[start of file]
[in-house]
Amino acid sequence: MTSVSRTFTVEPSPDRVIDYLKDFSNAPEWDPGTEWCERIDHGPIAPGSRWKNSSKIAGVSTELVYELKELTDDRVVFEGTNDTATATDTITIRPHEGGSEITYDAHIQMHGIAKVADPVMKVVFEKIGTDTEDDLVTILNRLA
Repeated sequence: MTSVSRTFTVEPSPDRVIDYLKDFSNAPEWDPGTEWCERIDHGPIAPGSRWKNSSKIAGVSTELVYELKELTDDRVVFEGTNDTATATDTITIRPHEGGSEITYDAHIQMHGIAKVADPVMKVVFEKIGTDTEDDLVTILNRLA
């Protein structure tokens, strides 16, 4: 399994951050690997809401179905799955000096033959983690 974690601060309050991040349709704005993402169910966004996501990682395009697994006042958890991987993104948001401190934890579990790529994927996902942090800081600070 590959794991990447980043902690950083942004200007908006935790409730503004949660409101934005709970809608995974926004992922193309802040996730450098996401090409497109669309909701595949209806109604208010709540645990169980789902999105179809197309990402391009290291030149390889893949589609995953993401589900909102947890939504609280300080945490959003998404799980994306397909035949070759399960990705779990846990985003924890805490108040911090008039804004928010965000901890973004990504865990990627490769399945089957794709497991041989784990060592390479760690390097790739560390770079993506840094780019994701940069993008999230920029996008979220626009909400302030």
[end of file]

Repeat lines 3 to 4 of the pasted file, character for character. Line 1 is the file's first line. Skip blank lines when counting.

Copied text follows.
Repeated sequence: MTSVSRTFTVEPSPDRVIDYLKDFSNAPEWDPGTEWCERIDHGPIAPGSRWKNSSKIAGVSTELVYELKELTDDRVVFEGTNDTATATDTITIRPHEGGSEITYDAHIQMHGIAKVADPVMKVVFEKIGTDTEDDLVTILNRLA
């Protein structure tokens, strides 16, 4: 399994951050690997809401179905799955000096033959983690 974690601060309050991040349709704005993402169910966004996501990682395009697994006042958890991987993104948001401190934890579990790529994927996902942090800081600070 590959794991990447980043902690950083942004200007908006935790409730503004949660409101934005709970809608995974926004992922193309802040996730450098996401090409497109669309909701595949209806109604208010709540645990169980789902999105179809197309990402391009290291030149390889893949589609995953993401589900909102947890939504609280300080945490959003998404799980994306397909035949070759399960990705779990846990985003924890805490108040911090008039804004928010965000901890973004990504865990990627490769399945089957794709497991041989784990060592390479760690390097790739560390770079993506840094780019994701940069993008999230920029996008979220626009909400302030």